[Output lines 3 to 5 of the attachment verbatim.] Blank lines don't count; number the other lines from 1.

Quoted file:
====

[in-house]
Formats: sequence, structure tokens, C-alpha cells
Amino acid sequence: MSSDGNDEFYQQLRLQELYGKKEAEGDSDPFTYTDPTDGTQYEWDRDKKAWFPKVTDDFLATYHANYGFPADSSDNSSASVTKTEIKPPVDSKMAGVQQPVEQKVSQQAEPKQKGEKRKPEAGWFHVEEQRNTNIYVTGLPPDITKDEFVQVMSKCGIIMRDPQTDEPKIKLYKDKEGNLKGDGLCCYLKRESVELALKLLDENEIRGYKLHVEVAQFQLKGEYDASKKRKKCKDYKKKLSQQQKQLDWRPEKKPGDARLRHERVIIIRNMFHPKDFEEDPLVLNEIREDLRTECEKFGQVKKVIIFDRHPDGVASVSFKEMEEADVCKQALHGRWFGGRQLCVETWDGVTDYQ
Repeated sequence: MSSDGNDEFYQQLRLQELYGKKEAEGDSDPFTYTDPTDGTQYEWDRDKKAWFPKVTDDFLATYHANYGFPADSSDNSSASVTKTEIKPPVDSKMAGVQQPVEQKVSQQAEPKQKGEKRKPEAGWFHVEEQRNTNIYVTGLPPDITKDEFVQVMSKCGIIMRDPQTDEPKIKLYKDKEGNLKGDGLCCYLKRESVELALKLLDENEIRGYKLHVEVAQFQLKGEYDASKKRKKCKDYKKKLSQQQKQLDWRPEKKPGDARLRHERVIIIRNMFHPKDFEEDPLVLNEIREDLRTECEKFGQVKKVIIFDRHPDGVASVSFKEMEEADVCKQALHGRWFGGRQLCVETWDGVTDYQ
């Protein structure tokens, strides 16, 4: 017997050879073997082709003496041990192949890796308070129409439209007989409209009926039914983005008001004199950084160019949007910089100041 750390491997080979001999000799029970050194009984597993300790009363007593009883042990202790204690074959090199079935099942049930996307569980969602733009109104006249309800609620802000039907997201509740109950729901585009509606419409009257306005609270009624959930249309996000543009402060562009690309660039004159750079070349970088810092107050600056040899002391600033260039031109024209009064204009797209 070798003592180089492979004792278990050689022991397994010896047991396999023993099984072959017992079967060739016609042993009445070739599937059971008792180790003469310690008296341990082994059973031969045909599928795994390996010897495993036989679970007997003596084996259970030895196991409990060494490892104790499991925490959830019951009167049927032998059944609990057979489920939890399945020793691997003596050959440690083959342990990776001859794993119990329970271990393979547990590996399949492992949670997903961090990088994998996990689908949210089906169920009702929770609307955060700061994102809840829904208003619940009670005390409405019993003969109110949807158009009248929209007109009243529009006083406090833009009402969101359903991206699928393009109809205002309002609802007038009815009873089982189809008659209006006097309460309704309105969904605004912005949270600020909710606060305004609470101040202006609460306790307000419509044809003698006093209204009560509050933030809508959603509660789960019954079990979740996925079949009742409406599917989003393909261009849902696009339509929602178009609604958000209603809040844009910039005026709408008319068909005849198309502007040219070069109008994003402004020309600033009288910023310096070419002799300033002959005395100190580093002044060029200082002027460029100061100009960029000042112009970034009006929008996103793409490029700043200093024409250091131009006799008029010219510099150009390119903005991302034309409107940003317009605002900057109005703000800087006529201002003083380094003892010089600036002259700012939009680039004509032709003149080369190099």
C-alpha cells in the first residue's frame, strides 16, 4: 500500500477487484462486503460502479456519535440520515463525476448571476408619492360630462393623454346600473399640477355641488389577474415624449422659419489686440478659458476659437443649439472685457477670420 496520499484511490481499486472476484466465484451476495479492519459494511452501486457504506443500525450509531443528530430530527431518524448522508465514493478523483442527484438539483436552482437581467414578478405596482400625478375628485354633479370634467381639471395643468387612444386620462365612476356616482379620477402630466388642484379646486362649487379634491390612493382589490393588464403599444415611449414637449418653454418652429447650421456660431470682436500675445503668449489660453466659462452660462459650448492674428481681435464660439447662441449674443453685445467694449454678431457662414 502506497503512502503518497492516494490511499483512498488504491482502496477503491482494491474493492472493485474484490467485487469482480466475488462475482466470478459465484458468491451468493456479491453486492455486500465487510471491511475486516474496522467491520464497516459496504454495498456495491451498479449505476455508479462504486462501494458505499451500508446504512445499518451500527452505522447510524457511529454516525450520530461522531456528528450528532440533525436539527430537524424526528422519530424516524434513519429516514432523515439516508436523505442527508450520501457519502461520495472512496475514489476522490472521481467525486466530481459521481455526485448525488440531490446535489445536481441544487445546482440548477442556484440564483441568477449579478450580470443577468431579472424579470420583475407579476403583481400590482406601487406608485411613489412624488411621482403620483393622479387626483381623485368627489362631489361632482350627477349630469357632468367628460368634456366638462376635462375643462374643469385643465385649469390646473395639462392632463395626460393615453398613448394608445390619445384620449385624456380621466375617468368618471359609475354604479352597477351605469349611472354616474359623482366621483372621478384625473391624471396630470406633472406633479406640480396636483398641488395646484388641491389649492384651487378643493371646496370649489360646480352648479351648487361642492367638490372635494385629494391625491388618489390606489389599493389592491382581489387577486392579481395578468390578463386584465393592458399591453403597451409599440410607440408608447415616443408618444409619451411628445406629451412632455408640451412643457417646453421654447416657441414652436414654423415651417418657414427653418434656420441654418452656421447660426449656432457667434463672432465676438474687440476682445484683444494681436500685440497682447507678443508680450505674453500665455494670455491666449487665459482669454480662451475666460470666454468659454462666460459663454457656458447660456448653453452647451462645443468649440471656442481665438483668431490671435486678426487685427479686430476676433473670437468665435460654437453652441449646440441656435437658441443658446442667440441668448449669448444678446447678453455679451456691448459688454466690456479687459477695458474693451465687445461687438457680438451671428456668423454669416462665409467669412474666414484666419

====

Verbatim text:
Amino acid sequence: MSSDGNDEFYQQLRLQELYGKKEAEGDSDPFTYTDPTDGTQYEWDRDKKAWFPKVTDDFLATYHANYGFPADSSDNSSASVTKTEIKPPVDSKMAGVQQPVEQKVSQQAEPKQKGEKRKPEAGWFHVEEQRNTNIYVTGLPPDITKDEFVQVMSKCGIIMRDPQTDEPKIKLYKDKEGNLKGDGLCCYLKRESVELALKLLDENEIRGYKLHVEVAQFQLKGEYDASKKRKKCKDYKKKLSQQQKQLDWRPEKKPGDARLRHERVIIIRNMFHPKDFEEDPLVLNEIREDLRTECEKFGQVKKVIIFDRHPDGVASVSFKEMEEADVCKQALHGRWFGGRQLCVETWDGVTDYQ
Repeated sequence: MSSDGNDEFYQQLRLQELYGKKEAEGDSDPFTYTDPTDGTQYEWDRDKKAWFPKVTDDFLATYHANYGFPADSSDNSSASVTKTEIKPPVDSKMAGVQQPVEQKVSQQAEPKQKGEKRKPEAGWFHVEEQRNTNIYVTGLPPDITKDEFVQVMSKCGIIMRDPQTDEPKIKLYKDKEGNLKGDGLCCYLKRESVELALKLLDENEIRGYKLHVEVAQFQLKGEYDASKKRKKCKDYKKKLSQQQKQLDWRPEKKPGDARLRHERVIIIRNMFHPKDFEEDPLVLNEIREDLRTECEKFGQVKKVIIFDRHPDGVASVSFKEMEEADVCKQALHGRWFGGRQLCVETWDGVTDYQ
């Protein structure tokens, strides 16, 4: 017997050879073997082709003496041990192949890796308070129409439209007989409209009926039914983005008001004199950084160019949007910089100041 750390491997080979001999000799029970050194009984597993300790009363007593009883042990202790204690074959090199079935099942049930996307569980969602733009109104006249309800609620802000039907997201509740109950729901585009509606419409009257306005609270009624959930249309996000543009402060562009690309660039004159750079070349970088810092107050600056040899002391600033260039031109024209009064204009797209 070798003592180089492979004792278990050689022991397994010896047991396999023993099984072959017992079967060739016609042993009445070739599937059971008792180790003469310690008296341990082994059973031969045909599928795994390996010897495993036989679970007997003596084996259970030895196991409990060494490892104790499991925490959830019951009167049927032998059944609990057979489920939890399945020793691997003596050959440690083959342990990776001859794993119990329970271990393979547990590996399949492992949670997903961090990088994998996990689908949210089906169920009702929770609307955060700061994102809840829904208003619940009670005390409405019993003969109110949807158009009248929209007109009243529009006083406090833009009402969101359903991206699928393009109809205002309002609802007038009815009873089982189809008659209006006097309460309704309105969904605004912005949270600020909710606060305004609470101040202006609460306790307000419509044809003698006093209204009560509050933030809508959603509660789960019954079990979740996925079949009742409406599917989003393909261009849902696009339509929602178009609604958000209603809040844009910039005026709408008319068909005849198309502007040219070069109008994003402004020309600033009288910023310096070419002799300033002959005395100190580093002044060029200082002027460029100061100009960029000042112009970034009006929008996103793409490029700043200093024409250091131009006799008029010219510099150009390119903005991302034309409107940003317009605002900057109005703000800087006529201002003083380094003892010089600036002259700012939009680039004509032709003149080369190099």